The large reptile tree (now 575 taxa)
finds Elachistosuchus nests firmly as a sister to the BPI 2871 specimen (Fig. 3) that Gow mistakenly attributed to Youngina, but it nests far from Youngina at the base of the large and small choristoderes. And these two taxa are both derived from much larger proterosuchids in yet another case of phylogenetic miniaturization at the genesis of a new clade, in this case the Choristodera.

Elachistosuchus has a larger orbit and a maxilla with a straight, not convex, ventral margin of the maxilla than the BPI 2871 specimen. The former extends the geographic range of the latter, from southern Africa to Germany.

Both probably look like juvenile proterosuchids (whenever they are discovered, we can compare them). Phylogenetic miniaturization often takes juvenile traits and sizes and makes them adult traits and sizes to start new clades.

Janensch thought Elachistosuchus had an antorbital fenestra. As in BPI 2871, that is the vestige of the antorbital fenestra found in ancestors and lost in descendants.

Contra the title of the Sobral et al. paper
Elachistosuchus huenei has nothing to do with the origin of ‘Sauria.’

Sauria definition: “.Any of various vertebrates of the group Sauria, which includes most of the diapsids, such as the dinosaurs, lizards, snakes, crocodilians, and birds. Sauria was formerly a suborder consisting ofthe lizards” Rather, Elachistosuchus is a basal choristodere and a derived proterosuchid according to the large reptile tree. Based on the current definition of ‘Sauria’ ‘Sauria’ is synonymous with ‘Amniota’ which is a junior synonym for ‘Reptilia’ because the last common ancestor of lizards and dinosaurs is the basalmost reptile/amniote, Gephyrostegus bohemicus.

The reason why Sobral et al. were confused
with regard to their blurred nesting of Elachistosuchus is due to taxon exclusion. BPI 2871 is a rarely studied taxon and was not included in their analyses. Moreover, traditional paleontologists are not sure what choristoderes are. They don’t recognize them as being derived proterosuchids. And to make matters worse, traditional paleontologists prefer to think of Proterosuchus specimens as members of an ontogenetic series, when they should consider them as a phylogenetic series.

Figure 4. This is where Elachistosuchus nests, next to BPI 2871, at the base of the Choristodera.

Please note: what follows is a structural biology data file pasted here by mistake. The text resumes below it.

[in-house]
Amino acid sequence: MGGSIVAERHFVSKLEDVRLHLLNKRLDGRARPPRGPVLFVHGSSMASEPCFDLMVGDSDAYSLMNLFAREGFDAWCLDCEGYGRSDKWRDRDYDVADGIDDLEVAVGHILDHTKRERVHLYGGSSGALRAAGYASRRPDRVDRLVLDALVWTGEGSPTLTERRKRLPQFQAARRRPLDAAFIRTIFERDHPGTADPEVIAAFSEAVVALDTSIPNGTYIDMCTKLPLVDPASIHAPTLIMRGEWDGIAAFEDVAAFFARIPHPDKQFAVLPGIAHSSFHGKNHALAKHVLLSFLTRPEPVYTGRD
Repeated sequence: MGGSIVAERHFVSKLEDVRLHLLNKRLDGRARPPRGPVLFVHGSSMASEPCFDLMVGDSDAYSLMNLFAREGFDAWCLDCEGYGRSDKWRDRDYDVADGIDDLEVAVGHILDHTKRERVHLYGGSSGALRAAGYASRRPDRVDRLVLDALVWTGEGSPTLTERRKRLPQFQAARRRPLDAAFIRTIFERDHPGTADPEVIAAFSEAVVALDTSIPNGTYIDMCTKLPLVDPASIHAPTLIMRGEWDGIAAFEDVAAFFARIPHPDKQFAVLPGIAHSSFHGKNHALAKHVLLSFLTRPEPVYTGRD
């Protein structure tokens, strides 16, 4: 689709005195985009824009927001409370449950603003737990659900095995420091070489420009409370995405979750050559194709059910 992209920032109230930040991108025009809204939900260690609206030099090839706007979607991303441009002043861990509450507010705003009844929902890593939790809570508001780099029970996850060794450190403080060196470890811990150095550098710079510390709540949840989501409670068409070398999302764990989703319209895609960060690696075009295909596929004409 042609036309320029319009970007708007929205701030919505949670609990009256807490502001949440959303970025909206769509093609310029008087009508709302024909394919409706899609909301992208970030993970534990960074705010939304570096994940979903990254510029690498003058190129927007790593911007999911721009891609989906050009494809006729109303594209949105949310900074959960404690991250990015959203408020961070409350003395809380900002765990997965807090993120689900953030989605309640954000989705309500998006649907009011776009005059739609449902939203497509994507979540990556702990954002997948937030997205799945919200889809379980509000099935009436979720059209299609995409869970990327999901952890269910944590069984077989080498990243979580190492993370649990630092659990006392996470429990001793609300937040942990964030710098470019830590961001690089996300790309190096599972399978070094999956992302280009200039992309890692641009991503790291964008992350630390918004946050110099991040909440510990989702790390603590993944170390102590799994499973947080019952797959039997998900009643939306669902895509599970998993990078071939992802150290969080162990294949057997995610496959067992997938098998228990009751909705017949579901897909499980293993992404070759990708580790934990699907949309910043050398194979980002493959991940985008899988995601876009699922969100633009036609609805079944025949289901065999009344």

Figure 3. This is where Elachistosuchus nests, next to BPI 2871, at the base of the Choristodera. Click to see the complete reptile cladogram.

The large reptile tree (Fig. 3) has proven itself time and again to solve paleontological problems in the reptile family tree. It is unfortunate that it has been rejected for publication so many times. If published, it can be use.

A MacClade file is available on request.

Chen X, Motani R, Cheng L, Jiang D, Rieppel O. 2014. The enigmatic marine reptile Nanchangosaurus from the Lower Triassic of Hubei, China and the phylogenetic affinities of Hupehsuchia. PLoS ONE. 2014; 9: e102361. doi: 10.1371/journal.pone.0102361 PMID: 25014493
Ezcurra MD, Scheyer TM, Butler RJ 2014. The origin and early evolution of Sauria: reassessing the Permian saurian fossil record and the timing of the crocodile-lizard divergence. PLoS ONE. 2014; 9: e89165. doi: 10.1371/journal.pone.0089165 PMID: 24586565
Gow CE 1975. The morphology and relationships of Youngina capensis Broom and Prolacerta broomi Parrington. Palaeontologia Africana, 18:89-131.
Janensch W 1949. Ein neues Reptil aus dem Keuper von Halberstadt. N Jb Mineral Geol Palaeont B. 1949:225–242.
Sobral G, Sues H-D & Müller J 2015. Anatomy of the Enigmatic Reptile Elachistosuchus huenei Janensch, 1949 (Reptilia: Diapsida) from the Upper Triassic of Germany and Its Relevance for the Origin of Sauria. PLoS ONE 10(9): e0135114. doi:10.1371/journal.pone.0135114
Walker AD 1966. Elachistosuchus, a Triassic rhynchocephalian from Germany. Nature. 1966; 211: 583–585.


History of reptile Interrelationship hypotheses: Meckert’s PhD thesis

There is a long history
of workers creating hypotheses of reptile interrelationships going back to the mid 18th century (Carl von Linneaus 1758). That history, up until 1995 (Laurin and Resiz 1995 and Meckert 1995), was summarized by Dirk Meckert in his PhD thesis, which otherwise  concentrated on all available specimens of Barasaurus. You can download that thesis here online and read that short but fascinating history for yourself.

Some interesting notes arise from Meckert’s short history:

  1. Some studies united pareiasaurs and turtles. Others did not.
  2. Other studies united pareiasaurs, diadectids and procolophonids (which happened here just yesterday). Meckert wrote: “The Procolophoniformes contain Procolophonia and Testudinomorpha as sister-groups. Testudines are the sister-group of Pareiasauria within the Testudinomorpha.”
  3. Mesosaurs are commonly considered of uncertain affinities. But not here.
  4. Many prior studies had the synapsids branch off first. That is incorrect as shown here.
  5. No prior studies recognized the original dichotomy of lepidosauromorphs and archosauromorphs.
  6. No prior studies recognized Gephyrostegus bohemicus as a sister to the basalmost amniote.
  7. Diadectomorpha have been nested in and out of the Amniota. They’re in here.

No studies prior to reptileevolution.com
have included as many as 571 individual species as taxa, not counting the therapsid tree (with 52 additional taxa) and pterosaur tree (with 228 additional taxa) for a total of 851 taxa.

Other studies more recent than 1995
(not included in Meckert’s history) include